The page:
Finally, please give up the notion that there's any such thing as an "IUPAC standard main name" for elements. That's still your imagination working overtime. Again, get over it. Both uses are acceptable, and the majority of chemists ought to decide which they want. Steve 05:58, 6 July 2006 (UTC)[reply]

We are already in a position where the majority of the world's users of scientific English aren't Americans. English is the language of science. Of course for the majority, english is now not their first language. This is not a question of the Brits and American's trading. It was a decision taken by IUPAC which has a majority of members who are neither American or British. Unfortunately the US has a record of ignoring IUPAC while other countries accept its recommendations. A good example is the wide use of kcal/mol in ACS and AIP journals, while all European journals strongly discourage that use and often insist on the correct SI unit of kJ/mol. --Bduke 08:25, 6 July 2006 (UTC)[reply]

Steve, you're better off not shouting so loudly about things which you do not know about. The current list of element names in English is here: it dates from 2004, not 1990. The final version is not available online, but was published in 2005 under ISBN 0854044388 by the Royal Society of Chemistry. Now can anyone find a reference to the quote from a US Nobel Prize winner: "They can make me write it [aluminium], but they can't make me say it". Physchim62 (talk) 08:51, 7 July 2006 (UTC)[reply]
Looks like they've backed off a bit from 1993 where they put both names in the main text. Here they merely use a superscript letter and footer note to remark in each case that an "alternate spelling is commonly used." Not an alternate unapproved or unpreferred spelling. Your Nobelist (good luck finding the quote) would in any case be wrong-- they not only can't make him spell it "aluminum," but they don't try to. If IUPAC notes there's a common alternate spelling, you're saying either one is fine. Note they are not shy about saying that D and T are "commonly used" for hydrogen isotopes, but that 2H and 3H are "preferred." They don't do that with aluminum and cesium; therefore, there they have no preferred spelling. Further, they are being disingenuous-- in each case (aluminum and cesium) the "alternate spelling is commonly used," as they say; in fact in each case it's MORE commonly used in the literature. IUPAC should note that.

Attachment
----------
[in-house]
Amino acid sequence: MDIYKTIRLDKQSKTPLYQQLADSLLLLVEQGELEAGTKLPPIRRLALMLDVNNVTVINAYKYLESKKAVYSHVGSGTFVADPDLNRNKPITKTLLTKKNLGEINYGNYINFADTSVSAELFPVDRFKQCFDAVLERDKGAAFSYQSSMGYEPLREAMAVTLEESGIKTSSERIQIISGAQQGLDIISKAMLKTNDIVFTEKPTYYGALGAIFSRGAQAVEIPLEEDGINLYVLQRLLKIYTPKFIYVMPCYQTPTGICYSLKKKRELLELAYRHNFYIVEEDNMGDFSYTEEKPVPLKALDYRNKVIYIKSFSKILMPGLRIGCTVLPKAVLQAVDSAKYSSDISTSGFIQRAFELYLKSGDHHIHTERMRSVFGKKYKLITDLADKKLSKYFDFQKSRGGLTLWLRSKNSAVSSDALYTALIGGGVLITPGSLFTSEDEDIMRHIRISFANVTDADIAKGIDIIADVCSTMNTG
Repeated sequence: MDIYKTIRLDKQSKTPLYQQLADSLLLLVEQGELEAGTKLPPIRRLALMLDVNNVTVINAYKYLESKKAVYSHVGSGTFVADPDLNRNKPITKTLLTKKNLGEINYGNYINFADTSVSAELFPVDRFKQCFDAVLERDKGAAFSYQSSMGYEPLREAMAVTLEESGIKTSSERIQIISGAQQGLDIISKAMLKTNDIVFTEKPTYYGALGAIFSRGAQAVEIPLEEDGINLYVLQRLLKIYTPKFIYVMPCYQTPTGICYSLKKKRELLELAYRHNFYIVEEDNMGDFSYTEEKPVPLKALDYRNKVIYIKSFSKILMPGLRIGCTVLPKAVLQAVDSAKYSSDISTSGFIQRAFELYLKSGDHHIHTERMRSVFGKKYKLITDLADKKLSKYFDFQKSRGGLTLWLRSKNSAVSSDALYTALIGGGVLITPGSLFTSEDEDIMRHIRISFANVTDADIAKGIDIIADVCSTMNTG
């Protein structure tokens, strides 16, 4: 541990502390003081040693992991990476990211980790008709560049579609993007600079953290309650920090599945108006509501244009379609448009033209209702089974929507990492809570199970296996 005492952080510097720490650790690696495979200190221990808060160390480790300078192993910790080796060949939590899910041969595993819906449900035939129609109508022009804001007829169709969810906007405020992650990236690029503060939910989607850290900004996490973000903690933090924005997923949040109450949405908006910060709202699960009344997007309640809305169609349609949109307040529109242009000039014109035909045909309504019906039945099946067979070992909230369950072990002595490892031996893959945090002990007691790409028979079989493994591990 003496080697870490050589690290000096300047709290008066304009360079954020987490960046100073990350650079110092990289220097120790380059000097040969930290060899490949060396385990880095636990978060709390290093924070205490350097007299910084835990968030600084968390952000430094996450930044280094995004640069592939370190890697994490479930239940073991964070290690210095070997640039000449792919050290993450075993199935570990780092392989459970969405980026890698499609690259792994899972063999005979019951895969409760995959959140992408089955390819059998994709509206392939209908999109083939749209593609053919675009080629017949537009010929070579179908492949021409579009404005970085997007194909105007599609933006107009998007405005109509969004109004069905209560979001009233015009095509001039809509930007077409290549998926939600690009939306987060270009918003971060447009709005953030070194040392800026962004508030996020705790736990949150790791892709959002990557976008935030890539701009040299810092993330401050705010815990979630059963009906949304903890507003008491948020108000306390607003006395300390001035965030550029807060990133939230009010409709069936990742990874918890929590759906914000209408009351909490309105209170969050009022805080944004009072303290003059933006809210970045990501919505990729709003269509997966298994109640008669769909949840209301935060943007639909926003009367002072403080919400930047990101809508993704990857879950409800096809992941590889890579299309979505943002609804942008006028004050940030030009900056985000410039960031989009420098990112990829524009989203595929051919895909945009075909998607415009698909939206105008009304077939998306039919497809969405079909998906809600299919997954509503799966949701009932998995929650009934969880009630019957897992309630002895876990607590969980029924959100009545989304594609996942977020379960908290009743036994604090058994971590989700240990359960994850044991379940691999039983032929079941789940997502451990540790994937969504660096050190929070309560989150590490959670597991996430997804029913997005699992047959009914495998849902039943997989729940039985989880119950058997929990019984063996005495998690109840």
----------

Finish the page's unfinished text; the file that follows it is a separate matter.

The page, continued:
In any case, my point still stands. Since IUPAC has no formal stand that one spelling is correct or preferred, the text of th Wiki for which this is the talk page, as it stands, is wrong. Are you going to fix it, or should I? Steve 16:26, 7 July 2006 (UTC)[reply]

They're not backing off, it is clear that aluminium and caesium (and sulfur) are preferred, that's why they're listed in the table of preferred names. The 1993 document also lists ferrum for iron, natrium for sodium, etc, but nobody is suggesting we go back to speaking Latin. If you try to change this long-standing guideline, you will be reverted. Point. --Physchim62 (talk) 15:03, 11 July 2006 (UTC)[reply]